Thursday, April 06, 2006

Da Amazing Natori

You may not like me when I'm angry, but you'll like me when I'm magical! I've been into magic since I was a kid. I remember getting one of those 20-something-in-one magic trick kits when I was about six and playing with it endlessly. Not that I really learned anything, because I was a) too unimpressed with some of the really hokey, plastic tricks that were painfully obvious in execution and b) too lazy to do anything hard. Mind you, that didn't stop me from bragging to my first grade teacher for months that I was learning magic, until she put me on the spot and asked me to just come in tomorrow and show the class a trick, already. I don't remember if I even tried to learn anything that night or just blanked out in a cold sweat, but the next day I did a coin-from-the-ear penny palming trick that was about the worst ever (I made it up on the spot). To her credit, Ms. Rain oohed and ahhed over it, perhaps saving my cute little face, but I still felt shame within.

Popular magic shows - besides the Harry Potter movie variety - seem to have taken a much more "street" turn of late, what with the rise of David Blaine, Criss Angel and their like. I will forever bemoan the loss of Siegfried and Roy's extravaganza before I could see it, but it kind of makes sense. Street magic is much more appealing for the ironic/skeptical hipster youth of today, and also often both cheaper to produce and more convincing, when done properly.

Recently, however, I happened to see newly popular "experimentalist", Gerard Senehi, on the Ellen show and was intrigued. Senehi seems to use some of the more modern street magic effects while maintaining the "mysterious mentalist" demeanor (and suited dress code) of more innocent times. It's a pretty good combination, and more reminiscent of a more understated Uri Geller than the in-your-face hijinks of Blaine or Angel. Like them, however, Senehi's techniques are impressive enough to get many in his audience to wonder if his tricks are actual psychic/telekinetic phenomena, and he's taking his spoon-beinding skillz to the bank (although in his case, there's talk that his profits are mainly going to a creepy cult run by a less benign charlatan).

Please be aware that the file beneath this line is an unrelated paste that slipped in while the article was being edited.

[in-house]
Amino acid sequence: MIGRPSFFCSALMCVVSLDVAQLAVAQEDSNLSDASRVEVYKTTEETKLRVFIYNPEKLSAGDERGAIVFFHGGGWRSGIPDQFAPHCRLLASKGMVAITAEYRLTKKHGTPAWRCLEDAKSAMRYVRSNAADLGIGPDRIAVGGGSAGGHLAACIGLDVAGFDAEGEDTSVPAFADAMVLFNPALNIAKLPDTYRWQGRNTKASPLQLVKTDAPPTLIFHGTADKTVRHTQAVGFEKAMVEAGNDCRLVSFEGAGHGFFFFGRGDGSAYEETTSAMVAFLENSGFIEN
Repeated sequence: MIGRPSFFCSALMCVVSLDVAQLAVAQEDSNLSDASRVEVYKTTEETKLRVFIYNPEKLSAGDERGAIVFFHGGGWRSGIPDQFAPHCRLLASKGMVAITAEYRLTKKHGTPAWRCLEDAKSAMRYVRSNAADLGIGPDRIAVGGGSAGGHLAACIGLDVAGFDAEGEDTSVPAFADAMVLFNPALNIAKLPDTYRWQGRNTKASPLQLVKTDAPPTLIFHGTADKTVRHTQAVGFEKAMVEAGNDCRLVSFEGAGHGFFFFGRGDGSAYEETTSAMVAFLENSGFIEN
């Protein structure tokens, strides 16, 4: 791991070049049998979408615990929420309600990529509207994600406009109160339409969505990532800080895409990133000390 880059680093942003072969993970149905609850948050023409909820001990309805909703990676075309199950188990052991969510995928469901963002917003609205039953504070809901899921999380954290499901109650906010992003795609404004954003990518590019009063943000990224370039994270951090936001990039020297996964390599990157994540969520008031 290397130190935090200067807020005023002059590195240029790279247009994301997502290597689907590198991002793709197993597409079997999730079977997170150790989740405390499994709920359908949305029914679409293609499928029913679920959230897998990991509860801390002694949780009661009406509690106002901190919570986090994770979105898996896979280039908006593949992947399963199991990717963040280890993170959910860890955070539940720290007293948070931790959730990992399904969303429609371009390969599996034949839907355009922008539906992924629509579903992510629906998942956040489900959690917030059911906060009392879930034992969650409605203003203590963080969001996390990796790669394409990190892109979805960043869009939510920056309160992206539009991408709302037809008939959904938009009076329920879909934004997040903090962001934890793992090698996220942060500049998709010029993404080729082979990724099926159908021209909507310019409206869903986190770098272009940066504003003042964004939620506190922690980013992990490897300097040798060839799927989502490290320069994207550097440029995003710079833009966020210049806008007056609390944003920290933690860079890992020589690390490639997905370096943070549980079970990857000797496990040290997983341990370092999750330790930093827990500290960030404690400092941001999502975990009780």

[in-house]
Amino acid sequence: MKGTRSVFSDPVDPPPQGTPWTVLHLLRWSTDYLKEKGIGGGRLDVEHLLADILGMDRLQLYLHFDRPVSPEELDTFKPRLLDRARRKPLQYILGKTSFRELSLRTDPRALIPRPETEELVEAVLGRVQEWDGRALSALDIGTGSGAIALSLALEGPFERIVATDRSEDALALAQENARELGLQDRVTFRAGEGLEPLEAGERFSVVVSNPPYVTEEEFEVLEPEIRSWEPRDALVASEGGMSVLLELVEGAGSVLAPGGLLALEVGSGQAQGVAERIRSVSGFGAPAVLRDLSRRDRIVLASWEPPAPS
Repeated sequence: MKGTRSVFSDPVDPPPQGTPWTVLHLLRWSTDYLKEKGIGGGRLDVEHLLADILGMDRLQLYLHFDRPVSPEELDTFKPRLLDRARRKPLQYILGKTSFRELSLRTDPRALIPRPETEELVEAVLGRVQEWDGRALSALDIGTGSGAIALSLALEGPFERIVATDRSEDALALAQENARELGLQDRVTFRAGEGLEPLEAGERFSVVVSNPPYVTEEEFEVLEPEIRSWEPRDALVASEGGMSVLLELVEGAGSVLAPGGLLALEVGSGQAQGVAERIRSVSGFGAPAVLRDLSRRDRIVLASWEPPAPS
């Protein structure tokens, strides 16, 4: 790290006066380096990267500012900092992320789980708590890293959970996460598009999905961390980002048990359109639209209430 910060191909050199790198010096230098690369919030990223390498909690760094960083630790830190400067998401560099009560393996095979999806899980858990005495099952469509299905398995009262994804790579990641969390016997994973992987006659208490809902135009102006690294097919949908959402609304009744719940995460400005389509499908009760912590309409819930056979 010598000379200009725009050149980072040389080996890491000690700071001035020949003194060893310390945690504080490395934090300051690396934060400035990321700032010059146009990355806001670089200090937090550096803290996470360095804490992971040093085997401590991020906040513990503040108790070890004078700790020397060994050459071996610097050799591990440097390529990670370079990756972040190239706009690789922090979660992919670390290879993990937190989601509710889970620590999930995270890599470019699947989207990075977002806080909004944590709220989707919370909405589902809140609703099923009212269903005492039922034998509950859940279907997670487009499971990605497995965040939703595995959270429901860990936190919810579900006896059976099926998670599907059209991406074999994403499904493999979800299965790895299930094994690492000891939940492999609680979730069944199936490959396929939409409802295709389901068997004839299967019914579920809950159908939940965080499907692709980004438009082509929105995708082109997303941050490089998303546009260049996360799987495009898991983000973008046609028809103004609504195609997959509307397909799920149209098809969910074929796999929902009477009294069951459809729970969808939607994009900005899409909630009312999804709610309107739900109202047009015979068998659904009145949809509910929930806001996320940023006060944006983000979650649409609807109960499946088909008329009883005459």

All of this led me to fondly recall my childhood love of magic and wonder, could I learn any of these tricks? Back then, magicians carefully guarded most of their secrets, and only revealed them to a select, interested few via magic-shop gatherings and writings. However, now we've got the Web, and guess what? For a certain price, it is entirely possible for anybody to get DVDs that will teach them to melt forks or levitate themselves like the pros.

So, the answer is, yes, I can learn them. And I'm definitely adding some of these goods to my birthday list, so I can entertain friends and party guests. But it's a little sad to know that modern magic is not only far less glam, but available to easily buy. Maybe, if I want a little fun, I should just drop the spoon-bending instructions and get me one of these.

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